Description: Common on houseplants and in greenhouses, the whitefly (Trialeurodes vaporariorum) is a sap-sucking insect that is often found in thick crowds on the undersides of leaves. When infested plants are disturbed, great clouds of the winged adults fly into the air. Both nymphs and adults damage plants by sucking the juices from new growth causing stunted growth, leaf yellowing and reduced yields. Plants become weak and susceptible to disease.
Like aphids, whiteflies secrete honeydew, so leaves maybe sticky or covered with a black sooty mold. They are also responsible for transmitting several plant viruses. In southern and coastal states, this pest will be found year-round in outdoor gardens. In northern areas year-round infestations are possible only indoors. Host plants include more than 250 ornamental and vegetable plants. Citrus, squash, poinsettia, potato, cucumber, grape, tomato and hibiscus are commonly infested.
Whitefly adults (1/16 inch long) are moth-like insects with powdery white wings and short antenna. They are easily recognized and often found near the tops of plants or on stem ends. Wingless nymphs are flattened, oval and almost scale-like in appearance. After the first instar, or crawler stage, they settle down and attach themselves to the underside of leaves and begin feeding.
Life Cycle: Whitefly nymphs overwinter on the leaves of host plants. In late spring adult females deposit 200-400 eggs in circular clusters on the undersides of upper leaves. The eggs hatch in 5-10 days and first instar nymphs, which resemble small mealybugs and are called crawlers, move a short distance from the egg before flattening themselves against the leaf to feed. The remaining nymphal stages (2nd, 3rd and 4th) do not move. A non-feeding pupal stage follows and within a week, young adults emerge to repeat the cycle. There are many generations per year. Whiteflies develop from egg to adult in approximately 25 days at room temperature. Adults may live for one to two months.
Note: All of the immature stages are easily overlooked. They are usually pale, almost translucent, and blend with the color of the leaf to which they are attached. Superficially they are similar to several scale insects.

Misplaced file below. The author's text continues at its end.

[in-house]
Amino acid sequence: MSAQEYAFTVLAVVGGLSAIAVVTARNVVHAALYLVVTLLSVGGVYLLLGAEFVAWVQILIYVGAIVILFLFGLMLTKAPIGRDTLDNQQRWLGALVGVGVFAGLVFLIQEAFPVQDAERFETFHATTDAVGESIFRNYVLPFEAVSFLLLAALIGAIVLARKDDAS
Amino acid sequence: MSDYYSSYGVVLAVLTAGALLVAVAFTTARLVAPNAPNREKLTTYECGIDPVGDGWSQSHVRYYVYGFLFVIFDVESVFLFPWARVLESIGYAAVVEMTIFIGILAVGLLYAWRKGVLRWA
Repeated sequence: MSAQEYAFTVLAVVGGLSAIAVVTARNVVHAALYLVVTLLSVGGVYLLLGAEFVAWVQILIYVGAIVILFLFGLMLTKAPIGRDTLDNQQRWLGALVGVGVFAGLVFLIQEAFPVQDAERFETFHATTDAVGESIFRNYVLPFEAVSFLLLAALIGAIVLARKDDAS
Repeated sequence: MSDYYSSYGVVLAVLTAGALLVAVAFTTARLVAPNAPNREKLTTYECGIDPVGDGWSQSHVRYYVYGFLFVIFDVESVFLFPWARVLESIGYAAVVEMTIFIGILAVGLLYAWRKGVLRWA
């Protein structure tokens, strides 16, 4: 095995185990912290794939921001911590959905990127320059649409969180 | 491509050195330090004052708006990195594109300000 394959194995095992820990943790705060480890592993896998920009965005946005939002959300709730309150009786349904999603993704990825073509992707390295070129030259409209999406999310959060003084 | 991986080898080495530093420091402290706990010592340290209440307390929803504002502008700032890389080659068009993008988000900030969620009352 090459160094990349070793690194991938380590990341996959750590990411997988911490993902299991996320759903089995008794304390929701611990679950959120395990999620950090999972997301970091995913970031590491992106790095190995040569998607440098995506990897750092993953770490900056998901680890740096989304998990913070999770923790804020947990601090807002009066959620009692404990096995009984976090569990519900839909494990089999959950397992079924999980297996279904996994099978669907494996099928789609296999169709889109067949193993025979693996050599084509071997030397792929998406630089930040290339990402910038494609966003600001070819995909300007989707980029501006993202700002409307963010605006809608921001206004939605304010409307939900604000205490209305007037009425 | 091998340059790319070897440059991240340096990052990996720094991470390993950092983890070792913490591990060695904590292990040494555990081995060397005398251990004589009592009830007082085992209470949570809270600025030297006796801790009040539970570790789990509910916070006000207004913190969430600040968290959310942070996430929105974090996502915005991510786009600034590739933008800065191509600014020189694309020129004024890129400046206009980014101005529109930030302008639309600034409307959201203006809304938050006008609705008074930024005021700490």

Whitefly Control: Yellow sticky traps are helpful for monitoring and suppressing adult populations. If found, use the Bug Blaster or hose off plants with a strong stream of water to reduce pest numbers. Natural predators of this pest include ladybugs and lacewing, which feed on their eggs and the whitefly parasite which destroys nymphs and pupae. For best results, make releases when pest levels are low to medium. If populations are high, use a least-toxic, short-lived natural pesticide to establish control, then release predatory insects to maintain control. Insecticidal soap, neem oil and botanical insecticides can be used to spot treat heavily infested areas. Spot treat with insecticidal soap or botanical insecticides if population become intolerable.
Tip: Insecticidal control can be difficult because the insect is resistant to many synthetic insecticides. However, horticultural oils, which work by smothering insects, are very effective on all stages of this pest.
Note: Ants feed on the honeydew that sucking insects produce and will protect these pests from their natural enemies. An application of Tanglefoot Pest Barrier to the stalks of roses and other woody plants will help keep ants away.
Photo Credit: Institute of Food and Agricultural Sciences, University of Florida